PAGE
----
Consciousness: The Lack of Consensus About Feelings of Being
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FROM Marc Bekoff, Psychology Today / Animal Emotions
July 2021

There is still much to ponder and learn and I'm glad that people haven't given up on trying to figure out what makes you, you, among human and nonhuman animals.

sentient feelings

I recently read an informative update about how the human brain, a relatively small squishy tofu-like organ, makes sense of the most baffling problem in the science of the mind—consciousness. Here are some wide-ranging questions and a summary of different views about them.

How can we define consciousness?

Researchers generally agree that consciousness incorporates all kinds of subjective experiences. These include feeling joy, sadness, and pain, recognizing friend and foe, and knowing that you are you. However, experts disagree on general and specific details, often while considering the same data. While some believe that humans don't have the cognitive capacities to solve what consciousness expert Columbia University's professor David Chalmers calls the "hard problem of consciousness"—how to explain why and how we have subjective experiences at all—others disagree.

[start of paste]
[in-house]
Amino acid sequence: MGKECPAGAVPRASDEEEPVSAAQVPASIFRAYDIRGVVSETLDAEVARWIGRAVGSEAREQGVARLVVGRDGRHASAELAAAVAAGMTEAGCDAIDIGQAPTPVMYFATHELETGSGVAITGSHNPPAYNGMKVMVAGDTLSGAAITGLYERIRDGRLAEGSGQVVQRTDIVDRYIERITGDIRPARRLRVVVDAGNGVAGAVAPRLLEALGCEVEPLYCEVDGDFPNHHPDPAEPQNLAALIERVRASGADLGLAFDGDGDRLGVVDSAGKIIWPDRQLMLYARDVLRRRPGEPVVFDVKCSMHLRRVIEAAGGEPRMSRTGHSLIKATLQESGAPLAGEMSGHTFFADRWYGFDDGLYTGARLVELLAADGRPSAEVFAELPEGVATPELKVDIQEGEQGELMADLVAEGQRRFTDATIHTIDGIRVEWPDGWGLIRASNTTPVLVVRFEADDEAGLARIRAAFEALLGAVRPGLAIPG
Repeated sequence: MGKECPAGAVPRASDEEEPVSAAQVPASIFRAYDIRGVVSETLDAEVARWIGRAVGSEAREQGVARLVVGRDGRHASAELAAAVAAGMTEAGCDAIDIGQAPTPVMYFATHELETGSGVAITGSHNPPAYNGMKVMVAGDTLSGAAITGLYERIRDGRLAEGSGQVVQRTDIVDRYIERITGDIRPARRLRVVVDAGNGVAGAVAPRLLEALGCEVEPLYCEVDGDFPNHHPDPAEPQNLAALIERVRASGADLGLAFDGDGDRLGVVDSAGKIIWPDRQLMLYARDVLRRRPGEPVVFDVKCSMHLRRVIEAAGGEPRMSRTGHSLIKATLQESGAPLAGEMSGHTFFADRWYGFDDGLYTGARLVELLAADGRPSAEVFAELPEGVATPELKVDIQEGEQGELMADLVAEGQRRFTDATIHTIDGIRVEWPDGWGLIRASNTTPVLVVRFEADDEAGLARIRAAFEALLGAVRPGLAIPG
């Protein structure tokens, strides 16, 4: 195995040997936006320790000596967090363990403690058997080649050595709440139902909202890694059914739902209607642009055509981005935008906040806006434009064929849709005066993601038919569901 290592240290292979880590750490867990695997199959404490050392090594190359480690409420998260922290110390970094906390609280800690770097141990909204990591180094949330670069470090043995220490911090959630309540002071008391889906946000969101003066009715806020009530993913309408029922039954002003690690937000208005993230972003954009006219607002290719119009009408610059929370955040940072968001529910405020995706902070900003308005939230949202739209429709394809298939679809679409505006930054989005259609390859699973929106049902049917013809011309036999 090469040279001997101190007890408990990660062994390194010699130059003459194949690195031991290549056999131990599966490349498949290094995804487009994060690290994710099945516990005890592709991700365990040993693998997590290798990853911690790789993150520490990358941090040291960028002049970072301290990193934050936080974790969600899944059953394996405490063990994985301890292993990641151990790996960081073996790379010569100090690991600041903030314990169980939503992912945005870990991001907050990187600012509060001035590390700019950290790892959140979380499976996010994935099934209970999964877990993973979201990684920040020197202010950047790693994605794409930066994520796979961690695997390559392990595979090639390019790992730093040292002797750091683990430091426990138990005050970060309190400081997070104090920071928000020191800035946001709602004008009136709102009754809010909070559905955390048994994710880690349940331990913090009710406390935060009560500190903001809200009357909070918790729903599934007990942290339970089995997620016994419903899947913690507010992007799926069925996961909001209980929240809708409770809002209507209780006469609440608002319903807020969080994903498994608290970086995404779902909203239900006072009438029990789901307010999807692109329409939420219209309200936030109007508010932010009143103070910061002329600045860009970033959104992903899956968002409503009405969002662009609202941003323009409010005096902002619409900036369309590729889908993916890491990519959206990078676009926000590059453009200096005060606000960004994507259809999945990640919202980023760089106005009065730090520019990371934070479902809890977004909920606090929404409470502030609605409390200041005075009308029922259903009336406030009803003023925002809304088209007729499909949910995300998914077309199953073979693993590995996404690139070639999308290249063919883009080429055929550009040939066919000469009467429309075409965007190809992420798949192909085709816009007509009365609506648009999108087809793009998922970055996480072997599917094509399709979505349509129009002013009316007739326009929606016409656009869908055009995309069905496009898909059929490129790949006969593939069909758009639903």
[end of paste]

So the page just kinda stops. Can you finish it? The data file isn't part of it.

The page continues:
The "easy problem" is to explain the brain processes responsible for consciousness, and many people think this is solvable. While there are those who believe that we can't really learn about how brains generate consciousness and eventually people will stop trying to figure it all out, others argue that as we learn more about the easy stuff, we'll be better able to deal with the hard stuff.

What about consciousness in other animals?

Different behavior patterns indicate consciousness. Most researchers and others agree that a wide variety of nonhumans behave in ways that suggest they have inner lives. Many also want to know how nonhumans' inner lives and subjective experiences differ from our own.



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